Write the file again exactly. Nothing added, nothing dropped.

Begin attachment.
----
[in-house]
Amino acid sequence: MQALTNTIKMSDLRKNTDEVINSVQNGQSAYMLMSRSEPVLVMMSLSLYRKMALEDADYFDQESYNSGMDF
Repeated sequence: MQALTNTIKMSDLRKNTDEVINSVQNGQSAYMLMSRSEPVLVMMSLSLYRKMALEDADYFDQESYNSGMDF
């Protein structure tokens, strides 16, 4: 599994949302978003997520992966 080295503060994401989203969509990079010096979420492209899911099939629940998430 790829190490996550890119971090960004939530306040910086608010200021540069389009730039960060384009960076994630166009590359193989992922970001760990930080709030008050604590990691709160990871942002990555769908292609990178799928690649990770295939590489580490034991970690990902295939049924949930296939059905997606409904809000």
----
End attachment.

[in-house]
Amino acid sequence: MQALTNTIKMSDLRKNTDEVINSVQNGQSAYMLMSRSEPVLVMMSLSLYRKMALEDADYFDQESYNSGMDF
Repeated sequence: MQALTNTIKMSDLRKNTDEVINSVQNGQSAYMLMSRSEPVLVMMSLSLYRKMALEDADYFDQESYNSGMDF
């Protein structure tokens, strides 16, 4: 599994949302978003997520992966 080295503060994401989203969509990079010096979420492209899911099939629940998430 790829190490996550890119971090960004939530306040910086608010200021540069389009730039960060384009960076994630166009590359193989992922970001760990930080709030008050604590990691709160990871942002990555769908292609990178799928690649990770295939590489580490034991970690990902295939049924949930296939059905997606409904809000």